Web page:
The Importance Of Watching Your Child’s Cues

My jaw fell open as my little guy approached me one day and said, “poop,” followed by “potty?” We went over to his little potty and to my amazement he was telling the truth! His was 15 months old and I was pretty impressed that he had made a connection!

When researching potty training, the magic window to start training your child appears to be between 18-30 months. That may seem like a huge range, but all children develop at different rates. Therefore, the wide range is needed. My little guy is still on the young side of that. I don’t expect him to be potty trained in the next few months; he may not actually train till much later. I have been following his cues and that is what has led to this early connection.

At about 12 months, he started showing interest in the large toilet. Maybe not wanting to use it for the appropriate reason more to try and climb inside of it. So on a whim, I decided to order my “baby” a potty from Amazon. It arrived, and he just played with it. He would climb in and out, put toys in it, and take it all apart. Eventually though, he began to sit on it.

I followed his lead and began to label it for him, and right before his bath we would put him on it as well. This was all very willingly with no pressure on him! Some may say we were starting a bit early, but maybe not.

Too often parents (myself included) look to their friends and the Internet for advice on all the parenting basics. While I am so thankful to have those resources, I also think one very important aspect of parenting gets lost: watching for your own child’s cues.

Children are amazing and no two are alike which makes a parent’s awareness of their child’s cues so critical. Having high expectations for your child and giving them the tools and opportunities to explore is all they really need. It is also essential that we listen to our gut and intuition, and if we feel something is not right with our child’s development, we need to follow through by seeking the experts such as early intervention services or doctors.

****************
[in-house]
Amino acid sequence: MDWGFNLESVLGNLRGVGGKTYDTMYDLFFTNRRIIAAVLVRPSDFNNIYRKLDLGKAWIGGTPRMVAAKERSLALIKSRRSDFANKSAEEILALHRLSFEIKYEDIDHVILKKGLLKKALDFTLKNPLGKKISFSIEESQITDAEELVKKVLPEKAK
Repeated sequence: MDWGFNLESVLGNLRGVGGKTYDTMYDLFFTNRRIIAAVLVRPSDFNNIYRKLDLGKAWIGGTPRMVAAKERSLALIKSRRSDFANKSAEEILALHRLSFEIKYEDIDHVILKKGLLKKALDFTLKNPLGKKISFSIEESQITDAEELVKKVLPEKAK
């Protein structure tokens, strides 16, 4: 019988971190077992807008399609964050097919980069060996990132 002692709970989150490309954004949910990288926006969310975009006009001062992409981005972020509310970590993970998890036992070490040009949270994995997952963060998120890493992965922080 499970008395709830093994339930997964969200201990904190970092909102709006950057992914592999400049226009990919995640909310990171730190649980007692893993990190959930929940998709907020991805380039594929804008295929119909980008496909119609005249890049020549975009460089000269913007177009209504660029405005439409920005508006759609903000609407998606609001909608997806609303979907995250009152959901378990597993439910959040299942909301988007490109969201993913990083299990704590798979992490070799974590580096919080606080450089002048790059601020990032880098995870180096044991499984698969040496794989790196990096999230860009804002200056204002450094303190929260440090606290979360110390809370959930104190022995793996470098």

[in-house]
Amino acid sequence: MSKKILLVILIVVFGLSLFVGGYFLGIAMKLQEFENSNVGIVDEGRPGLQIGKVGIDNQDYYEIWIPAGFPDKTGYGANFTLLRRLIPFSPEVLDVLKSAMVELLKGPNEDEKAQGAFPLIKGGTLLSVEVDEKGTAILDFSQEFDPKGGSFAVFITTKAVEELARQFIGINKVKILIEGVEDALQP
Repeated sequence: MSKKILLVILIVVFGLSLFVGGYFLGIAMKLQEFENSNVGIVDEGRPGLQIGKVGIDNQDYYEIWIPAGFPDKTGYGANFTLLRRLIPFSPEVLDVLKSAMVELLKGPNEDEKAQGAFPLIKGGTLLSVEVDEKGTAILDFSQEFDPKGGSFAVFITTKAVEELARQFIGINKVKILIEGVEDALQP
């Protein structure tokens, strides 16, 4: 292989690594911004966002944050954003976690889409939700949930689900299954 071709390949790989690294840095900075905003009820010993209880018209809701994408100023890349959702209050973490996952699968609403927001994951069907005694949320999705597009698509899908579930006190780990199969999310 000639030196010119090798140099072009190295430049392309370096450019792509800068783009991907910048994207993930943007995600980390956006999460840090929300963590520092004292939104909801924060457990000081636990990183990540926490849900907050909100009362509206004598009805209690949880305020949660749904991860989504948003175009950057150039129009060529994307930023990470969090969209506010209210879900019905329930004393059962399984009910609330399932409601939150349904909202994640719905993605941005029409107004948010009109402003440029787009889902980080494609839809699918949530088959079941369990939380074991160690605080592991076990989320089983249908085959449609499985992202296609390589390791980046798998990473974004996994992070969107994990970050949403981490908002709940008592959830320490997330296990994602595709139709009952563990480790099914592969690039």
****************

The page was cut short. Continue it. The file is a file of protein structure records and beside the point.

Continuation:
Our children have a lot to tell us, and sometimes we don’t listen very well. The biggest parenting struggle we have faced in my household has been getting our son to sleep through the night (you can hear more about that adventure here.) I have spent countless hours researching, asking others, and trying to find the magic bullet that would make our little guy sleep through the night. Although I did find some suggestions that helped us cope, I do think he just needed a little longer than other kiddos as he is now finally sleeping through the night (most of the time). Just because my friend on Facebook’s child slept through the night at 3 months…or 6 months (Is that really possible?) doesn’t mean my little guy will.

If you can’t find the answer you are looking for from everyone else, just look to your child. Watch what they do, see what they are interested in, and follow their lead.

About Kayla ONeill

This is me and my beautiful bouncing baby boy! Before my little guy arrived I earned a Bachelor's degree in Special Education Birth to 21 as well as my Masters in Education. For six years I worked as an Early Interventionist serving children and families from birth to age three before becoming a stay at home mom to be with my son.

17 comments on “The Importance Of Watching Your Child’s Cues

  1. I've let my kids lead many of their own new stages, such as potty training. Whey they are ready, they are ready! Thanks for sharing you thoughts.

  2. I think this is so important. My only child is only 11 months old, so I am not dealing with potty training yet, but I have read a lot of articles recently about it and how important it is that the child is ready and the parents don't push. I have always tried to follow my baby's cues when it comes to thing such as eating and sleeping.

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